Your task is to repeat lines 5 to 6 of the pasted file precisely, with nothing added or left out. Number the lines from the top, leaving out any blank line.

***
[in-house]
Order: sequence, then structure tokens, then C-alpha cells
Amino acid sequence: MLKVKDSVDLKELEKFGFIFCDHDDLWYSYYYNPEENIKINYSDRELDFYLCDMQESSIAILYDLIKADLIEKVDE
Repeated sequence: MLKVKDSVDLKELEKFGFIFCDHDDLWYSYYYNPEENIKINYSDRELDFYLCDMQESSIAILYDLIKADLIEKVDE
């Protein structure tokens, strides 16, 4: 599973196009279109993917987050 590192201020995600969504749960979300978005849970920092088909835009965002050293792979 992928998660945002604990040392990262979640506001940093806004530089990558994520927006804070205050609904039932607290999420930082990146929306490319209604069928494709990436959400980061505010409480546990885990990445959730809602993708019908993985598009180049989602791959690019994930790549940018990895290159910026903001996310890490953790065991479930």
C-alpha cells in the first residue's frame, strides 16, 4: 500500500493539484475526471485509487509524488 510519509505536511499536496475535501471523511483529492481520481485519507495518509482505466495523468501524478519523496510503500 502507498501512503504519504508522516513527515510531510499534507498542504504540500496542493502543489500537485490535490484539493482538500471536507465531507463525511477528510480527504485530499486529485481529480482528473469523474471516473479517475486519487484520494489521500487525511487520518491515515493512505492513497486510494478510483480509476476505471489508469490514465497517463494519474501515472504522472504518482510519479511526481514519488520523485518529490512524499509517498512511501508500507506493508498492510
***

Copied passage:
């Protein structure tokens, strides 16, 4: 599973196009279109993917987050 590192201020995600969504749960979300978005849970920092088909835009965002050293792979 992928998660945002604990040392990262979640506001940093806004530089990558994520927006804070205050609904039932607290999420930082990146929306490319209604069928494709990436959400980061505010409480546990885990990445959730809602993708019908993985598009180049989602791959690019994930790549940018990895290159910026903001996310890490953790065991479930």
C-alpha cells in the first residue's frame, strides 16, 4: 500500500493539484475526471485509487509524488 510519509505536511499536496475535501471523511483529492481520481485519507495518509482505466495523468501524478519523496510503500 502507498501512503504519504508522516513527515510531510499534507498542504504540500496542493502543489500537485490535490484539493482538500471536507465531507463525511477528510480527504485530499486529485481529480482528473469523474471516473479517475486519487484520494489521500487525511487520518491515515493512505492513497486510494478510483480509476476505471489508469490514465497517463494519474501515472504522472504518482510519479511526481514519488520523485518529490512524499509517498512511501508500507506493508498492510